NASA’s OSIRIS-REx mission made a surprising discovery when it spotted plumes of particles coming from the surface of the asteroid Bennu. The finding is not only rare, but is the first time that scientists observed particles being ejected from the surface of an asteroid up-close. It also proves that Bennu is an active asteroid.
"The discovery of plumes is one of the biggest surprises of my scientific career. This is a great opportunity to expand our knowledge of how asteroids behave", said Dante Lauretta, OSIRIS-REx principal investigator at the University of Arizona, Tucson.
OSIRIS-REx, which stands for Origins, Spectral Interpretation, Resource Identification, Security-Regolith Explorer, “met” Bennu last year and the mission has been orbiting the asteroid ever since. The discovery itself was made in January this year, but scientists presented their observations in a study just days ago, on 6 December.
According to OSIRIS-REx’s science team, the eruptions of particles occurred in different places on the asteroid. The first event was spotted in its southern hemisphere, while a second and a third originated near Bennu's equator. The particles were released from the surface, briefly orbited Bennu and then fell back or flew into space. They travelled at a speed of 3 metres per second and measured from smaller than an inch to 10 cm.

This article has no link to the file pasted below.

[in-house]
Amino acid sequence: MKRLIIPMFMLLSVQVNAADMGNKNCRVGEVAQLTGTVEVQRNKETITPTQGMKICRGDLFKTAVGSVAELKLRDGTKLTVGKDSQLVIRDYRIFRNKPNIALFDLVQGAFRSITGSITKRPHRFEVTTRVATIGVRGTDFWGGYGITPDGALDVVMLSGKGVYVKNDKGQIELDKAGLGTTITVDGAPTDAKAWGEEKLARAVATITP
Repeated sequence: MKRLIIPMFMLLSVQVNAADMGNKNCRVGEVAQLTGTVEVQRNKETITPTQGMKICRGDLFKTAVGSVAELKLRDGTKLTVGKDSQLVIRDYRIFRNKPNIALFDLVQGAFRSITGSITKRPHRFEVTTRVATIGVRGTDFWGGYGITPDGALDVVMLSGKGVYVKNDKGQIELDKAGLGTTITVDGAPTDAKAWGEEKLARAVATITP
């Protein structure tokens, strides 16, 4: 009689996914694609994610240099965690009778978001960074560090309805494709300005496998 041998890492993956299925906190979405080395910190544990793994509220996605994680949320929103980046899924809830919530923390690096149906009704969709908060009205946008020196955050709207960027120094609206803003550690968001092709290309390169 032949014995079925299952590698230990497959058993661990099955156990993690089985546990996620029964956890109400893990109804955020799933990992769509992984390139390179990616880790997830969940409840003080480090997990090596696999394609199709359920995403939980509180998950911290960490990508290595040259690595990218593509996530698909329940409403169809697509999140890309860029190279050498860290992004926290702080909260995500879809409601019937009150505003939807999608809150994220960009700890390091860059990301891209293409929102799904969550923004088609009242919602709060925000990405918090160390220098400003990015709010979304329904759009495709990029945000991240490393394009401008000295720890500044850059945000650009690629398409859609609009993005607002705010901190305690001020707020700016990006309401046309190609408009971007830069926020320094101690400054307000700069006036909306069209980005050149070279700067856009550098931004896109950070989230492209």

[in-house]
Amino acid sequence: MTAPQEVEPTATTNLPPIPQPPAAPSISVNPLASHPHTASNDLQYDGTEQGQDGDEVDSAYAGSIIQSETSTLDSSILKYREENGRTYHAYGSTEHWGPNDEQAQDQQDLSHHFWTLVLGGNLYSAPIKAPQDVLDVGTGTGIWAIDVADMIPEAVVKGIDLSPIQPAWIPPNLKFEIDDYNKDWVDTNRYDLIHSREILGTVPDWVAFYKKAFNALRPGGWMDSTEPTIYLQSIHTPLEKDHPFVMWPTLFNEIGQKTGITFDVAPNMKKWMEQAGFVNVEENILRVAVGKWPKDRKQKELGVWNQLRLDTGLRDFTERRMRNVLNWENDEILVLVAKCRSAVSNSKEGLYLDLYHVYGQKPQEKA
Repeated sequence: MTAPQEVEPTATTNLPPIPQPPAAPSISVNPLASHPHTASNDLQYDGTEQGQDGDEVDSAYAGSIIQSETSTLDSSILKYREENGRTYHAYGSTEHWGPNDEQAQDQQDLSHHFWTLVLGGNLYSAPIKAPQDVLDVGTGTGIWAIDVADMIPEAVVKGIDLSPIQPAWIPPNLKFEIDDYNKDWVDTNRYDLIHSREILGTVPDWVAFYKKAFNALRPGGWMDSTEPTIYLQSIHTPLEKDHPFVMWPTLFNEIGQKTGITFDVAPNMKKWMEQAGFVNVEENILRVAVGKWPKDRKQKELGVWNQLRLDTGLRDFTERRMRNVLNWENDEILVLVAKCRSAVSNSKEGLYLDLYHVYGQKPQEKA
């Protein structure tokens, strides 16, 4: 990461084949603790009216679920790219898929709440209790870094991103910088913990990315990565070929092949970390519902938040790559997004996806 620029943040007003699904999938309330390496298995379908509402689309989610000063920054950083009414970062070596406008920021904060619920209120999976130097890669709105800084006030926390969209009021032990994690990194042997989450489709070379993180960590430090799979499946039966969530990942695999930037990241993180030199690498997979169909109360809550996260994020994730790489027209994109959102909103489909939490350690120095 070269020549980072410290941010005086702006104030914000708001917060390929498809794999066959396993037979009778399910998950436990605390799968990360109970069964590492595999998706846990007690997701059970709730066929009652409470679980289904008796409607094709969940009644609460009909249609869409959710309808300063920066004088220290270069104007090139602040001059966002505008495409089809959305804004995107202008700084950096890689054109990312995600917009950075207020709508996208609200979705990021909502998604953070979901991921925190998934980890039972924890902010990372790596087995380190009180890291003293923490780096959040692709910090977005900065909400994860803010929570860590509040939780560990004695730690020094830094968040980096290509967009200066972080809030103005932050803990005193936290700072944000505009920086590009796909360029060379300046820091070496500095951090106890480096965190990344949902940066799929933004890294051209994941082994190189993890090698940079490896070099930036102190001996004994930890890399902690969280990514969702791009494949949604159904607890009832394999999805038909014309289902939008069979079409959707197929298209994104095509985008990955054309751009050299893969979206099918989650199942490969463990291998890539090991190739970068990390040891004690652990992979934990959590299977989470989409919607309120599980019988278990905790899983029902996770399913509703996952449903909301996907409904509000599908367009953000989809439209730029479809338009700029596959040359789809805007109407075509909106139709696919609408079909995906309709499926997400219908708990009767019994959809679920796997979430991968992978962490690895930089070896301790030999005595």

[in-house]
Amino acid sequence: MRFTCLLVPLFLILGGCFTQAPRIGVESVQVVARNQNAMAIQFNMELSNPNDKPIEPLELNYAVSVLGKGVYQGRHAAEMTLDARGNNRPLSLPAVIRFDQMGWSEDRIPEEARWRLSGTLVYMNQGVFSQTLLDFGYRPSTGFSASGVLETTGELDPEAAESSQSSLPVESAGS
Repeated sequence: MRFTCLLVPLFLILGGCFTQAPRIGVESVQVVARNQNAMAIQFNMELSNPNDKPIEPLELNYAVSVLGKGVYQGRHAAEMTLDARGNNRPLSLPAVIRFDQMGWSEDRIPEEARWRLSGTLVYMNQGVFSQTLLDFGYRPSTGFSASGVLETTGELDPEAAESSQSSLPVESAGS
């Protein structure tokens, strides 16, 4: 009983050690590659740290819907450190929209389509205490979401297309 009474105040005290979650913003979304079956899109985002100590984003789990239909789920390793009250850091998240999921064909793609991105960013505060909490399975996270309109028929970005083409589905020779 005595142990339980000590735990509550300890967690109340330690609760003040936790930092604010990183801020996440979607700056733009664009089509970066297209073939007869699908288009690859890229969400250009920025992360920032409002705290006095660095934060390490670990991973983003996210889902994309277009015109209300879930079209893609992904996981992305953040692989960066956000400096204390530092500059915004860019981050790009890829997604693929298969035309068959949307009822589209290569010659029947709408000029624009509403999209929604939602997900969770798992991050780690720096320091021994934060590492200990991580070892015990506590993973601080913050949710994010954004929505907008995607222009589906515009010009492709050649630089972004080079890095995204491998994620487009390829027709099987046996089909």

The team then examined mechanisms that could lead to these mysterious ejections. They concluded that it could be due to:
- micrometeorites hitting Bennu’s surface, shaking loose particles from the surface.
- thermal fracturing as Bennu experiences temperatures fluctuations. It is extremely cold during the night and the temperature rises significantly during the afternoon. These huge temperature fluctuations can lead to cracks in the rock and subsequent release of the particles.
- water release. Hydrated minerals are widespread on Bennu. When they are heated, water creates pressure that builds in cracks and pores in boulders and when water is released, the asteroid’s surface becomes agitated and releases particles.
Scientists note that identifying the exact mechanism that leads to ejections of particles will be quite difficult.
"It could be that more than one of these possible mechanisms are at play. For example, thermal fracturing could be chopping the surface material into small pieces, making it far easier for meteoroid impacts to launch pebbles into space", said Steve Chesley, an author on the paper and Senior Research Scientist at NASA's Jet Propulsion Laboratory in Pasadena, Calif.
Many of the particles are small enough for OSIRIX-REx to collect them and deliver to Earth and further study of these particles and samples from Bennu will help scientists better understand asteroids – their similarities and differences – as well as ways to deflect asteroids if they are set on a collision course with our planet. Bennu, which is categorised as a near-Earth object could pass our planet closer than the Moon in 2135, with even closer approaches possible in 2175 and 2195. Meanwhile, OSIRIS-REx will start collecting samples from Bennu in the summer of 2020 and is scheduled to return them to Earth in 2023.